Every June, the publishers of the OED put up a list of the new entries they’ve created. Here’s June 2012’s. I anticipated it being long, but the sheer length even surprised me. Did these language-obsessives weep bitter tears upon the addition of the terms “paywall”, “dogtrot” and “apatosaur” to the dictionary? (An apatosaur, by the way, is a very large dinosaur from the late Jurassic period.) When the Australian Macquarie dictionary changed the definition of “mysogyny” from “hatred of women” to “entrenched prejudice against women”, were Lionel and his mates howling at their TV screens in disbelief and anguish? The definition of “flying” had probably been static for millennia prior to the invention of the airplane. I’m not sure anybody went ape about that alteration to the English language – rather, they probably welcomed it as progress.
No. People usually don’t care when the definition of words changes. In fact, they usually couldn’t care less. Because it doesn’t matter. If anyone genuinely profoundly objects to us changing the meaning of words when it’s appropriate to do so, they probably need to seek help.
The meaning of words changes all the time. One cannot selectively start objecting to this established fact now that the definition of “marriage” is going to change from a “union between a man and a woman” to a “union between two people”. Rather, you could stop stubbornly clinging to Victorian concepts against the changing tide of history.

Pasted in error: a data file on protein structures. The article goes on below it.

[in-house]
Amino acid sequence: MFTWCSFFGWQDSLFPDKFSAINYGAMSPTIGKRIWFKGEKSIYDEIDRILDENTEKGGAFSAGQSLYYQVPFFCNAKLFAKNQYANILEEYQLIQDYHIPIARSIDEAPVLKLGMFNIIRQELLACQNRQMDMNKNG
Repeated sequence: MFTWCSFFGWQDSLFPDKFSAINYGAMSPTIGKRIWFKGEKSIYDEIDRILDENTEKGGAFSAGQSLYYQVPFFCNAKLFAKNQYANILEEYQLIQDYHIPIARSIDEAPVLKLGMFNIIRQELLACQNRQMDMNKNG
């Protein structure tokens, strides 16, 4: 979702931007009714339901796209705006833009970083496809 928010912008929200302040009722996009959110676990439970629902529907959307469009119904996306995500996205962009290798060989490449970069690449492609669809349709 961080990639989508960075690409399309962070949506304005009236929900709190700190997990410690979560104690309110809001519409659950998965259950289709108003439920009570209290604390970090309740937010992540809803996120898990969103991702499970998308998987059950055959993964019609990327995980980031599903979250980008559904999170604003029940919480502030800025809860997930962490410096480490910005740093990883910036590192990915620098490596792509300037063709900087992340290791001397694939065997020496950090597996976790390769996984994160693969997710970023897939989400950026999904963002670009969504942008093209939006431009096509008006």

Twitter produced an intriguing argument last night as Glenn Greenwald and Jacob Williamson exchanged handbags over the issue of freedom of speech. Williamson proceeds to set out a position of sorts here (though note it’s rather more targeted at Greenwald) and in converse Greenwald sets out some form of position here (though his position is more implied than set out – a skim through his Twitter feed in the last few days makes it clear that an easier exposition of his view on ‘free speech’ is probably something like, ‘anyone can say anything they want, to anyone they want, in any manner they desire, and has the absolute and unalienable right to do so unhindered by anyone’.)
Something that caught my eye is Greenwald’s claim that anyone who doesn’t support his position doesn’t actually believe in free speech. That’s quite a drastic claim, and I object to it, because I’d like to believe I’m a firm believer in free speech despite not sharing his hardline position.
Freedom to do something doesn’t necessarily have to mean absolute freedom to do that thing, whatever, full stop. It means freedom to do it within reason, within morally acceptable boundaries, and within the spirit of the law. Crucially, it means freedom to do it with respect to other people’s freedom to their human rights. My freedom of movement doesn’t give me the freedom to move anywhere I want – to roam into the homes of strangers on a walk through the countryside, or to take a quick stroll through GCHQ if I’m bored.
Pull out Mill and his harm principle. Mill is well known as an ardent defender of freedom of speech, especially with respect to the value of heterodox positions. Less commonly regarded, I find, is Mill’s commentary on the importance of balancing off people’s right to speak freely against the right of others to be unharmed. As he was aware, the huge difficulty here is adjudicating on what constitutes ‘harm’.